The touring in support of the Bakesale reissue went very well. We had good chemistry as a 3 piece, Bob & Jake had been playing together for years & along with my 20 year history with Jake, D’Amico’s contribution to the lineup was just a good fit. A new record had always been something we knew we would get around to doing & the pieces finally seemed to fall in place. My experience with the Dinosaur Jr. post-reunion albums had shown that it was best to just get on with it, drop any fears of not surpassing the band’s earlier work & just make some new songs to play live & share with the people who still care about us.
3. How has your recording/mixing process changed since The Sebadoh? Just in broad strokes.
Defend Yourself was recorded in a practice space. The Sebadoh was recorded in an expensive LA studio. Defend Yourself was recorded by Jake. The Sebadoh was recorded by a producer & an engineer who got paid.
In other words we did Defend Yourself the only way it could have been done, on the cheap &–outside of the mixing of my 6 songs with Wally Gagel–all by ourselves.
Other than that our process is the same, we bring songs we have written individually , in various stages of completion & finish them together. My songs, in general, are more sketchy than Jake’s when I bring them to the band, I look to Bob & Jake to write their own parts & I structure the songs according to what seems to work.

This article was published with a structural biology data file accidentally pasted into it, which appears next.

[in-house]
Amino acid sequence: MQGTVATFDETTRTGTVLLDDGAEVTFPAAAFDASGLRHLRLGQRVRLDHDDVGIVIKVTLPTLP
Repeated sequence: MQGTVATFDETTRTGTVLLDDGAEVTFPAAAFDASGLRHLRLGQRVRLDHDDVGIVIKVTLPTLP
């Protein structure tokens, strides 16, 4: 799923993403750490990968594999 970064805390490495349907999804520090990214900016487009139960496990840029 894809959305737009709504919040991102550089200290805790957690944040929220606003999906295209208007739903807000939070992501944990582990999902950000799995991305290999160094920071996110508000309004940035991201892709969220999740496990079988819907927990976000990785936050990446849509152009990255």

4. Are you excited about anything in particular?
I was excited to work with Wally Gagel on the final mixes for my songs, he was my writing partner/producer during the heyday of the Folk Implosion. He & I hadn’t worked together for awhile & I liked what he did with Jake’s recordings. He also saved my ass by being available when I really needed him.
I’m relieved that we were able to find the time to make a new LP happen & surprised at how well it seems to hang together conceptually. I’m also pleased that we kept to ourselves during the recording & didn’t have much, if any, outside intervention. That, to my mind, makes it a true Sebadoh record & aligns the style of Defend Yourself with our early releases.
I used more 4 string guitar on this record than any record since Bakesale. Also, we tuned lower & I reverted back to the downstroke strumming style that I used early on. I made a conscious effort to do what felt the most natural as opposed to trying to streamline the sound as I did with some of the songs on The Sebadoh & Harmacy.